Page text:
Singer Jimmy Nevis and Savannah Marney, the first recipient of the J Nevis Bursary back in 2016, pictured at a Blue Collar Foundation event. PHOTO: Supplied

Celebrated Cape Town-born musician Jimmy Nevis' Blue Collar Foundation (BCF) has paved the way for yet another young person to fulfil their dream of completing their university studies, while at the same time about to launch the #1to100 campaign that aims to help 100 students study further.

The BCF, in partnership with the Geness Foundation, has stepped in to help fund 2018 beneficiary Tevin Goodwin, who will be studying towards a Bachelor Degree in Social Sciences at the University of Cape Town.

Blue Collar, a song written by Nevis, captures the sense of hope among blue-collar workers in Cape Town's marginalised areas and is deeply rooted in the struggle for a better life for the next generation. According to Nevis, the BCF was set up in response to the youth of Cape Town's burning desire to learn.

"Our main focus is to encourage the youth to dream beyond their circumstances and believe in themselves. The youth of June 16, 1976 stood up and changed the course of history in South Africa, and we believe that this generation has it within them to drive our country forward, and progress in a world rich with opportunities," Nevis said.

One of the initiatives is the J Nevis Bursary, which funds a student's higher education studies with the help of donors and supporters. 

Goodwin's majors are political science, linguistics and Spanish. "I aspire to be a diplomat, forensic linguist or a foreign correspondent," said Goodwin, who never thought studying towards a degree would be possible considering his circumstances.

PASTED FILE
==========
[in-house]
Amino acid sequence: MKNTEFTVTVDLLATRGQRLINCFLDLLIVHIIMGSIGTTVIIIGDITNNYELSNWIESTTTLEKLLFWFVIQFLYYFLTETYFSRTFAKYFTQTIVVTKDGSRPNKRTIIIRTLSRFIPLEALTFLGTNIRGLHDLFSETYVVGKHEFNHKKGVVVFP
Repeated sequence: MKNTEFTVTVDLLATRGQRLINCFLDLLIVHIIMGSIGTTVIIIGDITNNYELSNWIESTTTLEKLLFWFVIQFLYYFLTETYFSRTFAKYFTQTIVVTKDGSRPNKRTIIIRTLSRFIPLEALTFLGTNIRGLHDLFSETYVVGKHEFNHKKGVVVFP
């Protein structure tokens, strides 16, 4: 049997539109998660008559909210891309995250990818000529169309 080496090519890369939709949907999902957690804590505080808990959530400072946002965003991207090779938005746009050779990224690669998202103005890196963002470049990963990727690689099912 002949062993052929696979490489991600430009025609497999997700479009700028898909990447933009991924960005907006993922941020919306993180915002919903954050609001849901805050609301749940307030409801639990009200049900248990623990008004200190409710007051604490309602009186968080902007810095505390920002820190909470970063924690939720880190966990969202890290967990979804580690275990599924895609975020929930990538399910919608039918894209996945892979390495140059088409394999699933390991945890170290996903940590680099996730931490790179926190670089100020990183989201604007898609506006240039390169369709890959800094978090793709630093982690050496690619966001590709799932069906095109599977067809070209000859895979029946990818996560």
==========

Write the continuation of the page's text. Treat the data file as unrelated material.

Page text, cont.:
"Honestly, the chances of me being able to afford to pursue my tertiary education in 2018 would have been rather slim, if it was not for the scholarship. My mother was involved in a freak motorcycle accident which rendered her unable to work and her insurance policies did not cover all her expenses. I despaired because I knew the odds were against me as far as studying in 2018 was concerned. There were bigger fish to fry," said Goodwin.

Co-founder of the Geness Foundation, Dr Sheena Geness and her husband Sunil Geness, is pleased with the partnership between the two organisations.

"The collaboration between the Geness Foundation and the Blue Collar Foundation has been a long time coming and certainly a proud moment. We are very enthusiastic about giving young people a passport to a new kind of freedom, one that will empower them forever," Dr Geness said

"The efforts in sustaining the youth with a passion for learning will certainly take this country to a whole new tier where our conquering weapons will lie in the education of our young adults."

The cost of higher education in South Africa sparked widespread outrage and protests by students in recent years as the #feesmustfall movement gained traction, and while many young people see education as a way out their circumstances, Nevis feels its more personal than that for him.

"I was fortunate to graduate with a degree in Social Sciences in 2014, from UCT. I’ve seen the incredible impact that education has had on my life. When I was younger I actually had no plans to study. My plan was to move to Los Angeles, sleep on the street. I was going to be a struggling musician. But my mum said ‘you can do whatever you want but you are not going to be a stupid musician. You can go out and study and learn something in the meantime and try something different’. I was lucky that I listened to her and my dad," Nevis said.

This will be the third year that the Blue Collar Foundation will be sponsoring a student’s education.

"There are so many deserving young people out there, and so we are saying to society and businesses to come on board with us and help us open the doors to education for 100 young people. We’re filled with hope and optimism about South Africa and if we want to move forward as a country we need to stand with young people and empower them for the future," added Nevis.